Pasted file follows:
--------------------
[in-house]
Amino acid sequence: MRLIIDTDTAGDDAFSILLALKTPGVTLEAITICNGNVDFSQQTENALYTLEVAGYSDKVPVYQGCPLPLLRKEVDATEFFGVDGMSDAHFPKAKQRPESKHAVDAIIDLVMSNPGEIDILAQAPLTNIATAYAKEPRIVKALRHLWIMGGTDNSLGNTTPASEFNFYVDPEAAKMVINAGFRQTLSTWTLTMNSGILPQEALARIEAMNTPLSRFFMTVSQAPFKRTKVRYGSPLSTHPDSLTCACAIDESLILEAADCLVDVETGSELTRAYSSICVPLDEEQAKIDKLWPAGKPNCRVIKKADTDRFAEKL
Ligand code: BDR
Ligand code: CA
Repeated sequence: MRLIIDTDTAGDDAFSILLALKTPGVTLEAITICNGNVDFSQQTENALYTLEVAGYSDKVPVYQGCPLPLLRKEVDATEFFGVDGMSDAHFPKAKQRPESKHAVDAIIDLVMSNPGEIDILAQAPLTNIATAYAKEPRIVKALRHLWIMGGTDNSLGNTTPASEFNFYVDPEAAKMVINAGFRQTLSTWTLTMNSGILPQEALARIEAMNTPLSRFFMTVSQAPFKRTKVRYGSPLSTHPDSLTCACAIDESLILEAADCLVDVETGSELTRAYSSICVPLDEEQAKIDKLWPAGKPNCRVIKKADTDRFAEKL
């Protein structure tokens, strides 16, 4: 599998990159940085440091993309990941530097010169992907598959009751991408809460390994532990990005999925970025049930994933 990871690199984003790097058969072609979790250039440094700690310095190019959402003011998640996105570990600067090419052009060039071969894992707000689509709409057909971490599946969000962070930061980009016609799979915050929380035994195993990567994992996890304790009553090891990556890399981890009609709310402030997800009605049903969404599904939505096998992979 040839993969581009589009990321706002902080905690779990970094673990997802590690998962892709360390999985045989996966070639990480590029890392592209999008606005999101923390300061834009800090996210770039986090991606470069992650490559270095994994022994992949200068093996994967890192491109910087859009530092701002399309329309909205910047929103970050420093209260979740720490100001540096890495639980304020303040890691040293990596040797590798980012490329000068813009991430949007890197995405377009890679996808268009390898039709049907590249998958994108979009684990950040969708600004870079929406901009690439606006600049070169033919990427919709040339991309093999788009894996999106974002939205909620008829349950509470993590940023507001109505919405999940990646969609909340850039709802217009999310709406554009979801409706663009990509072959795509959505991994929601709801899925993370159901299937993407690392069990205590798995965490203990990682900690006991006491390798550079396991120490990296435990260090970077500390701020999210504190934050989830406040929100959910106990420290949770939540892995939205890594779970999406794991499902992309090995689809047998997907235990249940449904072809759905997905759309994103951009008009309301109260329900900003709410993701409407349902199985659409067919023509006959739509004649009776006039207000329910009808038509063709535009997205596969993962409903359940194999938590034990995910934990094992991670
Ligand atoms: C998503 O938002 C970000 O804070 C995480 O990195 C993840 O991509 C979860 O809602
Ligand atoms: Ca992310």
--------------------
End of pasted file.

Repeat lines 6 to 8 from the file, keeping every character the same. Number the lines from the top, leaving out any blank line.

């Protein structure tokens, strides 16, 4: 599998990159940085440091993309990941530097010169992907598959009751991408809460390994532990990005999925970025049930994933 990871690199984003790097058969072609979790250039440094700690310095190019959402003011998640996105570990600067090419052009060039071969894992707000689509709409057909971490599946969000962070930061980009016609799979915050929380035994195993990567994992996890304790009553090891990556890399981890009609709310402030997800009605049903969404599904939505096998992979 040839993969581009589009990321706002902080905690779990970094673990997802590690998962892709360390999985045989996966070639990480590029890392592209999008606005999101923390300061834009800090996210770039986090991606470069992650490559270095994994022994992949200068093996994967890192491109910087859009530092701002399309329309909205910047929103970050420093209260979740720490100001540096890495639980304020303040890691040293990596040797590798980012490329000068813009991430949007890197995405377009890679996808268009390898039709049907590249998958994108979009684990950040969708600004870079929406901009690439606006600049070169033919990427919709040339991309093999788009894996999106974002939205909620008829349950509470993590940023507001109505919405999940990646969609909340850039709802217009999310709406554009979801409706663009990509072959795509959505991994929601709801899925993370159901299937993407690392069990205590798995965490203990990682900690006991006491390798550079396991120490990296435990260090970077500390701020999210504190934050989830406040929100959910106990420290949770939540892995939205890594779970999406794991499902992309090995689809047998997907235990249940449904072809759905997905759309994103951009008009309301109260329900900003709410993701409407349902199985659409067919023509006959739509004649009776006039207000329910009808038509063709535009997205596969993962409903359940194999938590034990995910934990094992991670
Ligand atoms: C998503 O938002 C970000 O804070 C995480 O990195 C993840 O991509 C979860 O809602
Ligand atoms: Ca992310």